Test DNS Server Performance

If you been following the tech blogs, there has been a lot of talk about DNS (Domain Naming System) and which DNS nameserver settings to use that will ultimately optimize and make your internet experience faster and safer. For example, instead of using my internet service provider’s default DNS settings, I have opted to the DNS settings from a provider called OpenDNS. OpenDNS is claimed to be faster than your provider’s DNS and has the ability to filter out the bad content, when properly setup. There are other popular DNS services such as Norton DNS and Google DNS.

Why does DNS matter?

The DNS protocol is an important part of the web’s infrastructure, serving as the Internet’s phone book: every time you visit a website, your computer performs a DNS lookup. Complex pages often require multiple DNS lookups before they start loading, so your computer may be performing hundreds of lookups a day. – Google

Changing your DNS settings is very easy to do and is not complicated at all. Once you decide which DNS provider to go with it is a matter of inserting a set of numbers at the computer level (under your Network Connections) or you can actually do it at the router level. Instead of rewriting those instructions on “how to”; best instructions I have found on how to change your DNS is reflected in Bill Mullin’s recently posted article “Norton DNS – Another Layer of Computer Security“.  Those same instructions (found toward the end of the article) will apply to using any of the DNS providers.

Once you get a general understanding about DNS and what all the fuss is about, you are probably wondering how do you benefit from changing your DNS settings and which DNS provider is best? One tool to help you benchmark the various DNS providers (or servers), AND answer these questions,  is the small (154K) portable tool called DNS Benchmark.

“You can’t optimize it until you can measure it”
Now you CAN measure it!

DNS Benchmark

DNS Benchmark – This little puppy will help you determine your DNS performance by comparing (or benchmarking) your performance with other DNS nameservers.  What you will learn is it is all about location; where you are located relative to the DNS nameserver you are using.

GRC’s DNS Benchmark performs a detailed analysis and comparison of the operational performance and reliability of any set of up to 200 DNS nameservers (sometimes also calledresolvers) at once. When the Benchmark is started in its default configuration, it identifies all DNS nameservers the user’s system is currently configured to use and adds them to its built-in list of publicly available “alternative” nameservers. Each DNS nameserver in the benchmark list is carefully “characterized” to determine its suitability — to you — for your use as a DNS resolver. This characterization includes testing each nameserver for its “redirection” behavior: whether it returns an error for a bad domain request, or redirects a user’s web browser to a commercial marketing-oriented page. While such behavior may be acceptable to some users, others may find this objectionable.

In my testing, using DNS Benchmark, I found that OpenDNS, from my geographical location, was top dog and utimately made a noticeable difference in my browser page loads. Remember DNS is like a phonebook.  Everytime you visit a website in your browser, your computer performs a DNS lookup using the DNS provider that you have selected. It really does make a difference!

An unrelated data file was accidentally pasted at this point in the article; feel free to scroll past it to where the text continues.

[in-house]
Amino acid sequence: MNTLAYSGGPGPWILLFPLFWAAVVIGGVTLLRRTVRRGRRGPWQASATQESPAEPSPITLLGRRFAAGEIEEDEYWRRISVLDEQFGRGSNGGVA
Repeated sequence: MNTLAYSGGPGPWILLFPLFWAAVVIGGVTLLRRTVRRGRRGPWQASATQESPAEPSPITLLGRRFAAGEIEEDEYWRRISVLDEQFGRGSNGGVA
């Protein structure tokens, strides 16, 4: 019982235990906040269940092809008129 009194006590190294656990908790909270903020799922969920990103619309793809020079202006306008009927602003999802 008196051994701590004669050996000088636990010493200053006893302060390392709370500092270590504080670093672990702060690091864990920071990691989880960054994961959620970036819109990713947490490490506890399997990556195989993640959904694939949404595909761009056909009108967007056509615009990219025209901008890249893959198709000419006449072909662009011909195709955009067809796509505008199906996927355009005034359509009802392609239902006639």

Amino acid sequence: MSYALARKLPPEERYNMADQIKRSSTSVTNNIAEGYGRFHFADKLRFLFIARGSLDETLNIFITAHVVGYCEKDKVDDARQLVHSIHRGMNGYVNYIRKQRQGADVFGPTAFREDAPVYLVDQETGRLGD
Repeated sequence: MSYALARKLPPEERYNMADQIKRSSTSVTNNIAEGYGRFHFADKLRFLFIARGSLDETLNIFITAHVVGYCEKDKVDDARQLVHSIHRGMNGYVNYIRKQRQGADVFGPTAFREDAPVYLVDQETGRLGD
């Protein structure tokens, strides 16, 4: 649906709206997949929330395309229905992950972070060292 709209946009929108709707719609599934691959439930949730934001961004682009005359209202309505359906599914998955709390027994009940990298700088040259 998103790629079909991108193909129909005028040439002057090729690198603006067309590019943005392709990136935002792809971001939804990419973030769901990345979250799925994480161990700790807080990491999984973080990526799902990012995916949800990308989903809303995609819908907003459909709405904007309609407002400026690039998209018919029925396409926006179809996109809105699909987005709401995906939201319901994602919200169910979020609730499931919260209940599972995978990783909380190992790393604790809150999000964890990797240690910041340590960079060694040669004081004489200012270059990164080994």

Other interesting articles about DNS:

OpenDNS – Something to try…

Google’s Public DNS Resolution Service

Flushing The DNS Cache On Your Computer

Change Your DNS Easily with DNS Jumper

StumbleIt

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13 thoughts on “Test DNS Server Performance

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  1. Bill,

    Thank you! I linked to your Norton DNS article. Your instructions are very easy to understand about changing the DNS on your PC. By the way, Are you leaning more to Norton DNS?

    Rick

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  2. OpenDNS isn’t faster then any ISP in my area, but since I get the same protection if I am home, or out in the public (I am at a public library as I speak in fact), its well worth it.

    Plus filtering…and stats…gotta love it :).

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    1. Dreamsburned,

      Noticeable difference using OpenDNS at my location (over my ISP)…

      OpenDNS definitely is a nice layer of protection for the end user.

      Nice hearing from you!

      Rick

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  3. Excellent article. Great resources. Recently we had a DNS outage on one of our four WANS. By using the above tools (GRC), we were able to reconfigure our equipment to point to the ‘next’ fastest and available servers and we were back in business in no time. Excellent.

    Steve

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  4. Very timely post again Rick because these last few days, I’m finding it harder to connect to the net. One of my scans told me that a DNS connection is one problem. Now I would know what that means by your DNS Benchmark. Thanks!

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  5. Very interesting article about DNS, I didn’t realize that which DNS server you use really makes a difference! Does DNS Benchmark give you information about which server helps your website have more views?

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